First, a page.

MS Risk Blog

EU to Set Up Joint Command Centre for Foreign Missions

Posted on in European Union title_rule

According to a senior European Union (EU) official in Brussels, EU states are expected to decide on Monday 6 March to create a joint command centre for the bloc’s foreign training missions in the Central African Republic (CAR), Mali and Somalia.

The official disclosed that foreign ministers of the 28 EU states are due to meet in Brussels on Monday where they will decide on creating the so-called Military Planning and Conduct Capability (MPCC) so that it can take over this spring. It would command the bloc’s “non-executive military missions” like the three military training missions which it currently runs. In the future however it would also cover any capacity-building, monitoring or demobilisation and disarmament military missions. While symbolically significant, the MPCC would in practice sit within other existing structures in Brussels and it would be led by the current head of the EU’s military staff. Highlighting how controversial the matter is amongst EU states, they have long debated whether the person should be called the “commander” or a “director” of the new body. Any movement towards an “EU military headquarters” has long been opposed by Britain, which is the bloc’s leading military power, however the idea has been revived by German and France since the United Kingdom voted to leave the EU.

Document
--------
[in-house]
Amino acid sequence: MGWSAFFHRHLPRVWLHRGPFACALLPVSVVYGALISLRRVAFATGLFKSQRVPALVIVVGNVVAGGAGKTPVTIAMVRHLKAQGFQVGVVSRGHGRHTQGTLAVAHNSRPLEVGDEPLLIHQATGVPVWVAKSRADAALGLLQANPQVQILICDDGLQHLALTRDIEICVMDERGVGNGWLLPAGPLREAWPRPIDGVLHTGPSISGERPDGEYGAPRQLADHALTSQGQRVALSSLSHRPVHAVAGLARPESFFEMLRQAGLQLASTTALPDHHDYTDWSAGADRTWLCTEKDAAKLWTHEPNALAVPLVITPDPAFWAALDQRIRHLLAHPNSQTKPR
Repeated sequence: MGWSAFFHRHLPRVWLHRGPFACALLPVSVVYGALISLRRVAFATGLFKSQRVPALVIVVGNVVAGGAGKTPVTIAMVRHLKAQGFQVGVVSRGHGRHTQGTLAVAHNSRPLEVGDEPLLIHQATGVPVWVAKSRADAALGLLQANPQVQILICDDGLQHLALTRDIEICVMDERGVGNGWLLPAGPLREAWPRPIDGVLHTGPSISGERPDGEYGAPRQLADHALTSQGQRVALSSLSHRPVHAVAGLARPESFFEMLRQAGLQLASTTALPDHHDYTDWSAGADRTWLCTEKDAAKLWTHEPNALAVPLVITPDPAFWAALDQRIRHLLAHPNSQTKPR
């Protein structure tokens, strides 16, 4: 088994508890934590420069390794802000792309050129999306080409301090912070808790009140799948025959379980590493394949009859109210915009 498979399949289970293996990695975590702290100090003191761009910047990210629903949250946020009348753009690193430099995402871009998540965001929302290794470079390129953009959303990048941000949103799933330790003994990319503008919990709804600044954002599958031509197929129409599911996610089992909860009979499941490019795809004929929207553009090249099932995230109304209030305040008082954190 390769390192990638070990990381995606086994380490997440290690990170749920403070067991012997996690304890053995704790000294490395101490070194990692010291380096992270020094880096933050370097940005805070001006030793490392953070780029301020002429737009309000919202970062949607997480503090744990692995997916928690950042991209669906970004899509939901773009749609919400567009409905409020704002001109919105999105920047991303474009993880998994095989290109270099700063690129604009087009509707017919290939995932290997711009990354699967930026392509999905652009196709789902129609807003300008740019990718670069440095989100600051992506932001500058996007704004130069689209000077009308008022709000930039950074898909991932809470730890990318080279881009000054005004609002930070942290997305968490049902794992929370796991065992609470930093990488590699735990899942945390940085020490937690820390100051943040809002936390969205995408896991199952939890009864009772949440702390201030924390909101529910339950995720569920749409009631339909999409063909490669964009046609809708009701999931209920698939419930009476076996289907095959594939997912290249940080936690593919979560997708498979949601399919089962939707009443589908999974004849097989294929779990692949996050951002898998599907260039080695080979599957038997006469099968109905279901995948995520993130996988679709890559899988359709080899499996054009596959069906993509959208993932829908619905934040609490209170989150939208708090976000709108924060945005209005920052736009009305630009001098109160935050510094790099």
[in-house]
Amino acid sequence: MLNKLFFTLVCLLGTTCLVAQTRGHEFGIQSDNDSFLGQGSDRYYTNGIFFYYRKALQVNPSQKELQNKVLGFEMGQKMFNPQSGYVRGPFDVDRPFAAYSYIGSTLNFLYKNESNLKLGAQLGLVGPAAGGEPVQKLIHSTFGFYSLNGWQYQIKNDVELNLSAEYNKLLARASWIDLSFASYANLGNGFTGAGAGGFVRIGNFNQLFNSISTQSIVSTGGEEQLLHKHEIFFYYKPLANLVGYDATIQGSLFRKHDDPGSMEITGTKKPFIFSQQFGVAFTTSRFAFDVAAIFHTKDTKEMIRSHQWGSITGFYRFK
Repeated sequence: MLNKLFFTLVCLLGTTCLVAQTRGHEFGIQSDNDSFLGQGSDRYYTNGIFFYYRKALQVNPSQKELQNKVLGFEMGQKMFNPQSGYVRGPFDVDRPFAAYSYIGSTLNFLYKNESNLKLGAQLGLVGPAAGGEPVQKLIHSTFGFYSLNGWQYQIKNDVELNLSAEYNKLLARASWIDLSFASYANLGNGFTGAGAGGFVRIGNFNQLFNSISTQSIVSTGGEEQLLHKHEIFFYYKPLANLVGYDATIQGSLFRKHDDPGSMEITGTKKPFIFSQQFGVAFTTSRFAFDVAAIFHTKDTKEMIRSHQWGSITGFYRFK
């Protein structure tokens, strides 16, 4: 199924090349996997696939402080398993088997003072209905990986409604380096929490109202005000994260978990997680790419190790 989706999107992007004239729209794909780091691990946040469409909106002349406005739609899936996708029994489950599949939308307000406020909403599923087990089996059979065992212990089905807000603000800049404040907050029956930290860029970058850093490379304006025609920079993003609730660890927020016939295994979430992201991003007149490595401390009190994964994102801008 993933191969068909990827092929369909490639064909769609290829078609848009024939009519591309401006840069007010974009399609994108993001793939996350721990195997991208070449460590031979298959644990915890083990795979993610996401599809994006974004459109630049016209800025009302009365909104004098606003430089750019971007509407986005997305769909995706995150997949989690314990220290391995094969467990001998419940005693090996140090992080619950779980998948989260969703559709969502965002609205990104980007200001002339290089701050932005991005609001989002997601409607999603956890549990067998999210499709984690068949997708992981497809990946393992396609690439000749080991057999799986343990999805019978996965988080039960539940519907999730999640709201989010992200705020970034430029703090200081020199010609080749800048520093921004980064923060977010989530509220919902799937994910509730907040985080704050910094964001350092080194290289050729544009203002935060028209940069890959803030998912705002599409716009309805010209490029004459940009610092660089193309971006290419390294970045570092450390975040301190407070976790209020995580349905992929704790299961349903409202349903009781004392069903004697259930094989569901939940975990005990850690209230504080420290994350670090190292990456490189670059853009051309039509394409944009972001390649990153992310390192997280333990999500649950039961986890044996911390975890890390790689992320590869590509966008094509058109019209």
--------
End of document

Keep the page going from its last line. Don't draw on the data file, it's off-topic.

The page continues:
Such an agreement however would only mark a small step forward on the EU’s quest for more security and defense cooperation. While politically sensitive and stalled for years, the bloc has now restarted such efforts, a move that was spurred by Russia’s 2014 annexation of Crimea and a growing threat from Islamic militants. Furthermore, suggestions by newly elected US President Donald Trump, that he could be less committed to the security of Washington’s NATO allies in Europe if they do not meet their defense spending goals, have also galvanized the EU, effectively creating a new sense of urgency.